Add property to existing interface (extend) in TypeScript

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Borislav Hadzhiev

Last updated: Mar 21, 2022

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Add property to existing interface (extend) in TypeScript #

To add a property to an existing interface:

  1. Use the extends keyword on the interface to copy its members.
  2. Define all of the properties and types on the new interface.
  3. The new interface will contain the defined properties and the properties from the original interface.
index.ts
interface Employee { id: number; name: string; } // ✅ 1. Add properties to interface by extending interface Person extends Employee { salary: number; // 👈️ added property tasks: string[]; // 👈️ added property } const person: Person = { id: 1, name: 'Tom', salary: 100, tasks: ['design', 'dev'], }; // ------------------------------------------------------ // ✅ 2. Use intersection Types type Person2 = Employee & { country: string; }; const person2: Person2 = { id: 2, name: 'Alice', country: 'Germany', };

In the first example, we used the extends keyword to extend from the Employee interface.

This effectively copies the properties from the Employee interface and enables us to add new properties to the newly created interface.

The main benefits of extending an interface are:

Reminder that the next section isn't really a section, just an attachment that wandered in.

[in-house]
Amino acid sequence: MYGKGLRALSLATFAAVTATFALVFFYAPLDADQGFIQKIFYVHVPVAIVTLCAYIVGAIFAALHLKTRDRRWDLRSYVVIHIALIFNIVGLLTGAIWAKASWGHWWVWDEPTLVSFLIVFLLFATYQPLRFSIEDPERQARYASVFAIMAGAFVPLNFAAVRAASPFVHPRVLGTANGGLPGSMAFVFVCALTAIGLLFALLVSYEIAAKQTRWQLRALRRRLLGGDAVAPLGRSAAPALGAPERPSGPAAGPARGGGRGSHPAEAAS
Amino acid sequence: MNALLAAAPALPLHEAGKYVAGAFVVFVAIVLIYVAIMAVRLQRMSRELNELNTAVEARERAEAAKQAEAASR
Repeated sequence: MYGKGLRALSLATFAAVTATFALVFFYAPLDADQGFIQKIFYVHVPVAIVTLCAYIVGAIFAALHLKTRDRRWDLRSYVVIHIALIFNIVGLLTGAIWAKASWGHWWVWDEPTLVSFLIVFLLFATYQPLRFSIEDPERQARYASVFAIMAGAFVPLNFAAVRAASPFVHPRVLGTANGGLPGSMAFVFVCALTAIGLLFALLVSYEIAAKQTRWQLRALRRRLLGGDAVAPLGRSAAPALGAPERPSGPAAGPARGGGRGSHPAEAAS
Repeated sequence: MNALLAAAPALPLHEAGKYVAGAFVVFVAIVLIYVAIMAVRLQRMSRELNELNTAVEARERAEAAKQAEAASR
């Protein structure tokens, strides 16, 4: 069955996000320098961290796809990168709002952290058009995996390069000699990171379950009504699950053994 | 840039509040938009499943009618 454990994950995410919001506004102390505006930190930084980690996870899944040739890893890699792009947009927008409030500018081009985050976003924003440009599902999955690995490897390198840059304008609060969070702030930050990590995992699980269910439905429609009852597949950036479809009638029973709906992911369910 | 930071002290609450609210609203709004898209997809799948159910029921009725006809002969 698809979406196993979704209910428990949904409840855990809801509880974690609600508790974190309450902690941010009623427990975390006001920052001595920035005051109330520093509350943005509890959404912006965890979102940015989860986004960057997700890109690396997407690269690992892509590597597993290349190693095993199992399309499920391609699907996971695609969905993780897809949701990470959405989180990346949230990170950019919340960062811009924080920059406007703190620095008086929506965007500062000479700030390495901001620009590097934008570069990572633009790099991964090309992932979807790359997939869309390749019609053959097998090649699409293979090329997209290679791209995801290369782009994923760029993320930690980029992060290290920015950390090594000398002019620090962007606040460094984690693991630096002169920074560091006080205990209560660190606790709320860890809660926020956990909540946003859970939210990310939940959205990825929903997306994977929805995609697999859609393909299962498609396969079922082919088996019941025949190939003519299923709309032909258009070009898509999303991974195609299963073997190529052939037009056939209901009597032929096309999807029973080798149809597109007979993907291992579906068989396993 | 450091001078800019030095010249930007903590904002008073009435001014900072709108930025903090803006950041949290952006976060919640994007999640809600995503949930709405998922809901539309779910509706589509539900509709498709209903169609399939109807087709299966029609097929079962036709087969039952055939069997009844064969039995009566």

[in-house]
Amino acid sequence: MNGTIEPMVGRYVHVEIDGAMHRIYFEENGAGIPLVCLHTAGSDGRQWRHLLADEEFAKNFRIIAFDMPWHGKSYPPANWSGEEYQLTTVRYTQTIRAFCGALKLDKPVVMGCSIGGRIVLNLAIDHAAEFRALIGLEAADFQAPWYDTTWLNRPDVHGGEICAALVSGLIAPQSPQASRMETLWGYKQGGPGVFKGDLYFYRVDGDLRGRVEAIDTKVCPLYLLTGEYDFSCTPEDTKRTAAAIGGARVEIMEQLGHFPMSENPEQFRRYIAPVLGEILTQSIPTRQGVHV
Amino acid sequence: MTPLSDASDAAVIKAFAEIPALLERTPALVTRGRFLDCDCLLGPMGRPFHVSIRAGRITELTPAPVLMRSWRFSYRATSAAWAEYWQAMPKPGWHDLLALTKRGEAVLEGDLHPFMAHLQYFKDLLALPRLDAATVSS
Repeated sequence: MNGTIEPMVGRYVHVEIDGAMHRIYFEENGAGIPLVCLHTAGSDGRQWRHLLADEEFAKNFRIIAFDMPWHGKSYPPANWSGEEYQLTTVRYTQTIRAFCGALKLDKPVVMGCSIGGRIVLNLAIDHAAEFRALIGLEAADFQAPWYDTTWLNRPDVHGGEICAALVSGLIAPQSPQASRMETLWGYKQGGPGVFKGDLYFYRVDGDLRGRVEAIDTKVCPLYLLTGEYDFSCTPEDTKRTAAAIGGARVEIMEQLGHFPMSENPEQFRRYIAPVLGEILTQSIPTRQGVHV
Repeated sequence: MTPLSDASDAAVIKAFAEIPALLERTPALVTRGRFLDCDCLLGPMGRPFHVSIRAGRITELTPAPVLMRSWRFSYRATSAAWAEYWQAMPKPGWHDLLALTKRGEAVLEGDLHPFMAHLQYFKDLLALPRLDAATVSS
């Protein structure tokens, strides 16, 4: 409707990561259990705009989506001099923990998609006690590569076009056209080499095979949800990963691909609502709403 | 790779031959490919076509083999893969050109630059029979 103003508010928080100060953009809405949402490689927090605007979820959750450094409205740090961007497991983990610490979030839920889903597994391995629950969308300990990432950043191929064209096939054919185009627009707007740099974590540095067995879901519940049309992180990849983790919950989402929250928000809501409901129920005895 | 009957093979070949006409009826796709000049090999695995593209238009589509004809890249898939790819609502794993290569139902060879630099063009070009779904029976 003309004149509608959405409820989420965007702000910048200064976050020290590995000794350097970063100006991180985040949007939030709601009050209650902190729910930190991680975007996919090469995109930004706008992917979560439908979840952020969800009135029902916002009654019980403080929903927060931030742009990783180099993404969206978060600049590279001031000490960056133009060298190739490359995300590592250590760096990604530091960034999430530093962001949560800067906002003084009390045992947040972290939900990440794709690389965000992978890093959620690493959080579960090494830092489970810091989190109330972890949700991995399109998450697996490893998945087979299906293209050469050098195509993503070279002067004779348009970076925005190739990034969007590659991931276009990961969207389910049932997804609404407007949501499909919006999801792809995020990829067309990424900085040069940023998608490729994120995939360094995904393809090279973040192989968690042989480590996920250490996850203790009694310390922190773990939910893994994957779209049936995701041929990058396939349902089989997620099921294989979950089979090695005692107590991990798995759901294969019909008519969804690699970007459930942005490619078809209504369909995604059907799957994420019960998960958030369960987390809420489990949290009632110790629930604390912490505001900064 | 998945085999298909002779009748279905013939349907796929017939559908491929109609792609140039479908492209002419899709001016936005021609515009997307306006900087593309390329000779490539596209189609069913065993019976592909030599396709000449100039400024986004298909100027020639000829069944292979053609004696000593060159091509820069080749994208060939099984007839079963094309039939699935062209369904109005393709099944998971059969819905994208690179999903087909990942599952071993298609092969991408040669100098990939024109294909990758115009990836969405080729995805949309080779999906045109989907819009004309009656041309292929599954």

1. Reducing duplication, because we don't have to copy properties between interfaces.
  2. Signaling intent to the reader of our code that there is a relation between the two types.
index.ts
interface Employee { id: number; name: string; } // ✅ 1. Add properties to interface by extending interface Person extends Employee { salary: number; tasks: string[]; } const person: Person = { id: 1, name: 'Tom', salary: 100, tasks: ['design', 'dev'], };

The Person interface doesn't need to repeat the id and name properties and shows to readers of our code that it is somehow related to the Employee type.

You can use this approach to extend from multiple types.

index.ts
interface Employee { id: number; name: string; } interface Developer { language: string; } // 👇️ Extend from both Employee and Developer interface Person extends Employee, Developer { salary: number; tasks: string[]; } const person: Person = { id: 1, name: 'Tom', salary: 100, tasks: ['design', 'dev'], language: 'TypeScript', };

If you need to extend from multiple types, separate their names with a comma.

The Person interface extends from both Employee and Developer, so it has all of the properties from the two types.

Alternatively, you can use intersection types.

index.ts
interface Employee { id: number; name: string; } // 👇️ Using intersection Types type Person2 = Employee & { country: string; }; const person2: Person2 = { id: 2, name: 'Alice', country: 'Germany', };

You will most often see intersection types being used to combine existing types.

index.ts
interface A { a: string; } interface B { b: string; } // type Combined = { // a: string; // b: string; // } type Combined = A & B; const combined: Combined = { a: 'hello', b: 'world', };

You can use intersection types to combine as many types as necessary. The final type has all of the members from all of the specified types.

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